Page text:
In California, SIG was recently working on this challenge in partnership with CALFIRE and the Desert Research Institute (DRI). Together they have developed an updated map of California’s wildfire risk distributions for the California Public Utilities Commission. The SIG team used a weather forecasting model to produce 10 years of weather data for all of California, which was overlaid on a gridded map and calibrated with local historical weather readings from around the state. Using this enormous dataset, the researchers then ran models of over 100 million possible fire ignitions and statistically estimated where the top two percent of the worst fire weather conditions would be. With this info they developed two-kilometer resolution maps showing the areas of greatest fire risk across the state, helping them predict and direct future fire risk mitigation efforts towards where they are most needed.
While that work has been completed, the next stage is for SIG to ask – what are the costs vs. benefits of reducing emissions from wildfires in these high-risk areas? And, how can we balance the environments’ ecological needs for fire with the needs to protect human lives and property? SIG is doing this through a Life Cycle Assessment (LCA), a hybrid economic-ecological technique that attempts to monetize and account for all of the economic and social costs and benefits of a project or product, or what economists call “externalities.” In this case, the externalities that SIG is trying to account for are everything from the actual monetary costs of putting out wildfires, to the “costs” of smoke-filled air on the health of area residents, to the “benefits” of usable open space on residents’ well-being. LCAs are notoriously difficult to perform, due to the extremely complex nature of the environment and the systems within it.
Despite the challenges of LCAs, they are useful tools for estimating the impacts that human actions have on the Earth, and developing a greener economy based on those actions. SIG is working with groups across California to do LCAs, and then using the results to determine where the most effort needs to be directed towards fire prevention, suppression, and smarter landscape management, such as through reducing fuel loads or putting fire barriers in place. All of this work is most useful when working in large forest landscapes – that way, potential benefits to the surrounding environment and communities can be maximized.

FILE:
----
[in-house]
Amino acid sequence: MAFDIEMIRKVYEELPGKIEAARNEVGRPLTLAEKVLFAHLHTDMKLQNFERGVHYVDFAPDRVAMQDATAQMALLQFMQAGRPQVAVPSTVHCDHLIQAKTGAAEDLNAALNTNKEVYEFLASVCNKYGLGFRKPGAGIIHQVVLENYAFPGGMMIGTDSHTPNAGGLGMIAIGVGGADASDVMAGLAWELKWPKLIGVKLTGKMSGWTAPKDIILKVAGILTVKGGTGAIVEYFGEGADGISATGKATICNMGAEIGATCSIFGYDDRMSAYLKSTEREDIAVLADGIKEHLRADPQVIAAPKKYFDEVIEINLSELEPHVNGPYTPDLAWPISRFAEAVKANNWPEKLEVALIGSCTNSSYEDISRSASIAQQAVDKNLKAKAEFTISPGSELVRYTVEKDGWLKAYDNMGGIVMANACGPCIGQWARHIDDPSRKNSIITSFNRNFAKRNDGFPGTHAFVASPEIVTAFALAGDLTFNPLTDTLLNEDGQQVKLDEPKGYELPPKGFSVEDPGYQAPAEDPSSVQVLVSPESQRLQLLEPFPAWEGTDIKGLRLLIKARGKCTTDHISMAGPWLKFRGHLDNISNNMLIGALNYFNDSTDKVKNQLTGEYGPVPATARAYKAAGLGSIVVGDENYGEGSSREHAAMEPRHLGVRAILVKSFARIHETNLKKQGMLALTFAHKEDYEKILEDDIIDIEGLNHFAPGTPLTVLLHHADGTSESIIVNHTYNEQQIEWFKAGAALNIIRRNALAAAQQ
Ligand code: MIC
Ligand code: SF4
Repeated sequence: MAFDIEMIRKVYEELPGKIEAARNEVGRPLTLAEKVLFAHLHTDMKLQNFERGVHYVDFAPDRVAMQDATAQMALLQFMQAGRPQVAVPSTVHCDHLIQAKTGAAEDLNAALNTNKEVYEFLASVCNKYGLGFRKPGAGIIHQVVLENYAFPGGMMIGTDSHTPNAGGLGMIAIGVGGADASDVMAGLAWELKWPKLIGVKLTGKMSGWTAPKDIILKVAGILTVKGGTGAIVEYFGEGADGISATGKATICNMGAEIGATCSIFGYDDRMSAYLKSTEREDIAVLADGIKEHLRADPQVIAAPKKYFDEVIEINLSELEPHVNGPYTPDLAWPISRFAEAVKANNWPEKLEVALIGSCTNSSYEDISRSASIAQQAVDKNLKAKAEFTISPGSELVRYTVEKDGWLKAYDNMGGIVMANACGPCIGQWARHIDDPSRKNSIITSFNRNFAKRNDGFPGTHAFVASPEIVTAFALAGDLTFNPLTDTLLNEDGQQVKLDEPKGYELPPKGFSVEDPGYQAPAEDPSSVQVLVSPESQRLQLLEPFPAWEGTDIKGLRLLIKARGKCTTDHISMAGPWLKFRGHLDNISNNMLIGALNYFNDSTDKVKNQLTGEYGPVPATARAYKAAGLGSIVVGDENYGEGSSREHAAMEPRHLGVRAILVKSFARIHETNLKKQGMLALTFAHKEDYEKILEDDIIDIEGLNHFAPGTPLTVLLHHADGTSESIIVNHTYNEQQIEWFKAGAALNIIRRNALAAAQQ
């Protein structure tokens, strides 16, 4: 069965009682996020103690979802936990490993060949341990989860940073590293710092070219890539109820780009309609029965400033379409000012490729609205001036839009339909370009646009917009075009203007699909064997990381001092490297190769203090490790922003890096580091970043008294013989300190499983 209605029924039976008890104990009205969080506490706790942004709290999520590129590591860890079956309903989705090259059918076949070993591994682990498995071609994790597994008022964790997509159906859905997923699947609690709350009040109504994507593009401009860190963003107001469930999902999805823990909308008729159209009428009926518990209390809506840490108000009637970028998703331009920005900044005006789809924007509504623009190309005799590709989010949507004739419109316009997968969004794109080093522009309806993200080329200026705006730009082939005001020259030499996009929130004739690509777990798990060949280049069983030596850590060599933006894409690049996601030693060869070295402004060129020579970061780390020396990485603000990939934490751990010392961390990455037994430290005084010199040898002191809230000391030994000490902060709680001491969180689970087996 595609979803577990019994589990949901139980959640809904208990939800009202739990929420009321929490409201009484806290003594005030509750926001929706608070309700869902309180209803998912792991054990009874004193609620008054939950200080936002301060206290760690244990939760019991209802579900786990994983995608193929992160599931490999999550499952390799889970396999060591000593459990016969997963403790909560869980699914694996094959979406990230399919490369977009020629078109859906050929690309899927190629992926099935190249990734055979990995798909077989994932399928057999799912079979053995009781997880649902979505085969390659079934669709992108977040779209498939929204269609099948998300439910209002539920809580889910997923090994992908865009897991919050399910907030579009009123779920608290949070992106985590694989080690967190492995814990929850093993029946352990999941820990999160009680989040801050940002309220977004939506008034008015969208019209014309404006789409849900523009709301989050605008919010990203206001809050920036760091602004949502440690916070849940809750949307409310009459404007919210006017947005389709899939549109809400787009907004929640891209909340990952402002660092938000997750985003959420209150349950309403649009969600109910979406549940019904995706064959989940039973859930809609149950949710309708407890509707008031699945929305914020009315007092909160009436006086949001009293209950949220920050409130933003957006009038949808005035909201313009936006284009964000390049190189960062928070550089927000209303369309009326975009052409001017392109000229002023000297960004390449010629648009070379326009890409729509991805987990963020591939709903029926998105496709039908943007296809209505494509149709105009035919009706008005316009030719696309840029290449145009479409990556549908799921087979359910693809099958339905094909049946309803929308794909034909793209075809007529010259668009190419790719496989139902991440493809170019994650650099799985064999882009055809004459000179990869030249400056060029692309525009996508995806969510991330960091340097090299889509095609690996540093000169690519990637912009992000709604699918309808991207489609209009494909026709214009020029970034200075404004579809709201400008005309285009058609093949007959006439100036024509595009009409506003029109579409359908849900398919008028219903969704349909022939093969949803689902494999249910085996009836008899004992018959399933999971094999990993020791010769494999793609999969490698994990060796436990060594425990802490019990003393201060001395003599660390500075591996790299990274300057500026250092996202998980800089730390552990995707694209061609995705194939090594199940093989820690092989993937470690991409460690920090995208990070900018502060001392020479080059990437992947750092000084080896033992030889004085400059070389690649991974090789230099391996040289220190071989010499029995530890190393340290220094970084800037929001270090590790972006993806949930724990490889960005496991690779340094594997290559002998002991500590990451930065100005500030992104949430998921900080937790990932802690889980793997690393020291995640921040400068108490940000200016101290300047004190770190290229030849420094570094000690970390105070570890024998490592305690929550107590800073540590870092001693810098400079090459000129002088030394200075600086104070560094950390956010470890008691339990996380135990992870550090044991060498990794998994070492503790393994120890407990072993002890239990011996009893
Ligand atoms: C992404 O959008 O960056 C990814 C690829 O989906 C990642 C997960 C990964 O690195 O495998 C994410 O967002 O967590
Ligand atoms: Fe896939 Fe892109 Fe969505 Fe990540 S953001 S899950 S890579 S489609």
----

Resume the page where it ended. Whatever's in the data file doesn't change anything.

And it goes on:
“There has been so much LCA-relevant research coming out lately on the benefits of reintroducing more natural wildfire behaviour from an ecological, climate, and socio-economic perspective, but it has been scattered across many different scientific disciplines. We think we are at the point now where we can merge these insights into one science-based framework that accounts for all the benefits,” says Dr. Thomas Buchholz, who leads this effort on behalf of SIG.
Once the best areas for various fire measures are determined, and the benefits of fire mitigation actions are calculated, this LCA framework will enable landscape managers to apply for carbon credits through the American Carbon Registry. In parallel, SIG is helping high-risk communities design and implement fire protection plans, including components on how to effectively reduce fuel, how to make safe zones around homes, how to plan evacuation routes, and how to push all of these initiatives forward with local officials to get them implemented – lessons which can replicated worldwide.
In California, wildfires are part of the ecosystem, though today in a state with over 40,000,000 residents, large, high severity fires can impact the health of peoples, the economic welfare of their communities, and the resilience of their communities. And, as climate change progresses and causes ever-longer dry seasons in many parts of the world, these fires are not going to lessen. This is why it’s important that communities the world over work quickly to address the underlying causes of fires, whether it be inadequate spatial planning, past ecological practices, or inadequate mitigation measures. Conducting fuel treatments to moderate the impacts of wildfires and to restore forests in California is a complex and expensive undertaking involving government agencies, communities, and individual landowners. Understanding how to most effectively conduct this work is essential for conserving the forests of California for future generations.